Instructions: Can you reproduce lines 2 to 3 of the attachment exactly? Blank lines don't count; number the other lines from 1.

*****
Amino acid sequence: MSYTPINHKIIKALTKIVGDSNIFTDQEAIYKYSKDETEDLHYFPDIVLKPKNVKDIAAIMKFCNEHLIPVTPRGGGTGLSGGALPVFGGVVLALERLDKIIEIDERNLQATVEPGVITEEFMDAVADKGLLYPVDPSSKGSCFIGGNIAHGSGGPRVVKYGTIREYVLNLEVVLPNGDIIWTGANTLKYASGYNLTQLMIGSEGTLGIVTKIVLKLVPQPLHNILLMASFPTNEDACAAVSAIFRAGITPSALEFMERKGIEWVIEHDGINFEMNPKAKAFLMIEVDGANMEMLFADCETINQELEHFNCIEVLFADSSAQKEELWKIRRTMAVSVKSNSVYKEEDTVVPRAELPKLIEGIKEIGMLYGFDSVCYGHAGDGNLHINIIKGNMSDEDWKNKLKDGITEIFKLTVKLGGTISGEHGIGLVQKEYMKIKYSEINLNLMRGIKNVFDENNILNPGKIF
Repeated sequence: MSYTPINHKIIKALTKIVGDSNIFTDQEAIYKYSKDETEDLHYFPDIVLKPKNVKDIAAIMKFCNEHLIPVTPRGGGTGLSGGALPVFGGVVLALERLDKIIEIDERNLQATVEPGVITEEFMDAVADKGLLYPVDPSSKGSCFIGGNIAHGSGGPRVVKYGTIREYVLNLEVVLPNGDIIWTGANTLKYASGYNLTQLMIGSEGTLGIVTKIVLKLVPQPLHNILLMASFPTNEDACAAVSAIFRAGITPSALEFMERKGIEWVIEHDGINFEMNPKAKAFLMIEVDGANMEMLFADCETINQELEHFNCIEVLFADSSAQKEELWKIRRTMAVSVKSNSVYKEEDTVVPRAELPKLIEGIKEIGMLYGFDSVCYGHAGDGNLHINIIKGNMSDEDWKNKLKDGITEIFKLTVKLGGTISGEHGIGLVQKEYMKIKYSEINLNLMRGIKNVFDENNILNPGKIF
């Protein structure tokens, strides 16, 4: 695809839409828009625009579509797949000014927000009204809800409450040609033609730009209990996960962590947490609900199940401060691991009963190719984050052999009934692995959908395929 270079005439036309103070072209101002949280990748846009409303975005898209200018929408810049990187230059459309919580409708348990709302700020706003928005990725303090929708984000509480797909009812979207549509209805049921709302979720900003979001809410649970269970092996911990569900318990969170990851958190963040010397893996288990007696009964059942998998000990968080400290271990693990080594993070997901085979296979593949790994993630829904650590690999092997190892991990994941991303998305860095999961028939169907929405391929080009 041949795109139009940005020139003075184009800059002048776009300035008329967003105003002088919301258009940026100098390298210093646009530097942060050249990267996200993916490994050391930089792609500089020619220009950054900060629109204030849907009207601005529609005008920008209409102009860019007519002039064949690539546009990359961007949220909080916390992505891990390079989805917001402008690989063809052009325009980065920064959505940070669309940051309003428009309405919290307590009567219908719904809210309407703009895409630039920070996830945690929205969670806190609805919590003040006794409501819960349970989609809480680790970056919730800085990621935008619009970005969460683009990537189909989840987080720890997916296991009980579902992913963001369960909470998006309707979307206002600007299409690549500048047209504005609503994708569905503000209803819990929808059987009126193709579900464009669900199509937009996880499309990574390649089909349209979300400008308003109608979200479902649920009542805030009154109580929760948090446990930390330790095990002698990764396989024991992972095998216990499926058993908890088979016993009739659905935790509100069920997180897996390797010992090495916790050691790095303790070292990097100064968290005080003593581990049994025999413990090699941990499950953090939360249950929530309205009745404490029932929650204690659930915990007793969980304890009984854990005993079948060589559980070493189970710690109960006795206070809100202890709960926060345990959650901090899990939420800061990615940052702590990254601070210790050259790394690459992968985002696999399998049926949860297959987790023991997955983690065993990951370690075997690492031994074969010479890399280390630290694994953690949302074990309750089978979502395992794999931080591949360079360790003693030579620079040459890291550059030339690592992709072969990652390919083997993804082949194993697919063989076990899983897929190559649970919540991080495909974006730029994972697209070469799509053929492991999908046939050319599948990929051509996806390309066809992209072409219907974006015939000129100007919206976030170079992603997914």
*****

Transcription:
Repeated sequence: MSYTPINHKIIKALTKIVGDSNIFTDQEAIYKYSKDETEDLHYFPDIVLKPKNVKDIAAIMKFCNEHLIPVTPRGGGTGLSGGALPVFGGVVLALERLDKIIEIDERNLQATVEPGVITEEFMDAVADKGLLYPVDPSSKGSCFIGGNIAHGSGGPRVVKYGTIREYVLNLEVVLPNGDIIWTGANTLKYASGYNLTQLMIGSEGTLGIVTKIVLKLVPQPLHNILLMASFPTNEDACAAVSAIFRAGITPSALEFMERKGIEWVIEHDGINFEMNPKAKAFLMIEVDGANMEMLFADCETINQELEHFNCIEVLFADSSAQKEELWKIRRTMAVSVKSNSVYKEEDTVVPRAELPKLIEGIKEIGMLYGFDSVCYGHAGDGNLHINIIKGNMSDEDWKNKLKDGITEIFKLTVKLGGTISGEHGIGLVQKEYMKIKYSEINLNLMRGIKNVFDENNILNPGKIF
């Protein structure tokens, strides 16, 4: 695809839409828009625009579509797949000014927000009204809800409450040609033609730009209990996960962590947490609900199940401060691991009963190719984050052999009934692995959908395929 270079005439036309103070072209101002949280990748846009409303975005898209200018929408810049990187230059459309919580409708348990709302700020706003928005990725303090929708984000509480797909009812979207549509209805049921709302979720900003979001809410649970269970092996911990569900318990969170990851958190963040010397893996288990007696009964059942998998000990968080400290271990693990080594993070997901085979296979593949790994993630829904650590690999092997190892991990994941991303998305860095999961028939169907929405391929080009 041949795109139009940005020139003075184009800059002048776009300035008329967003105003002088919301258009940026100098390298210093646009530097942060050249990267996200993916490994050391930089792609500089020619220009950054900060629109204030849907009207601005529609005008920008209409102009860019007519002039064949690539546009990359961007949220909080916390992505891990390079989805917001402008690989063809052009325009980065920064959505940070669309940051309003428009309405919290307590009567219908719904809210309407703009895409630039920070996830945690929205969670806190609805919590003040006794409501819960349970989609809480680790970056919730800085990621935008619009970005969460683009990537189909989840987080720890997916296991009980579902992913963001369960909470998006309707979307206002600007299409690549500048047209504005609503994708569905503000209803819990929808059987009126193709579900464009669900199509937009996880499309990574390649089909349209979300400008308003109608979200479902649920009542805030009154109580929760948090446990930390330790095990002698990764396989024991992972095998216990499926058993908890088979016993009739659905935790509100069920997180897996390797010992090495916790050691790095303790070292990097100064968290005080003593581990049994025999413990090699941990499950953090939360249950929530309205009745404490029932929650204690659930915990007793969980304890009984854990005993079948060589559980070493189970710690109960006795206070809100202890709960926060345990959650901090899990939420800061990615940052702590990254601070210790050259790394690459992968985002696999399998049926949860297959987790023991997955983690065993990951370690075997690492031994074969010479890399280390630290694994953690949302074990309750089978979502395992794999931080591949360079360790003693030579620079040459890291550059030339690592992709072969990652390919083997993804082949194993697919063989076990899983897929190559649970919540991080495909974006730029994972697209070469799509053929492991999908046939050319599948990929051509996806390309066809992209072409219907974006015939000129100007919206976030170079992603997914």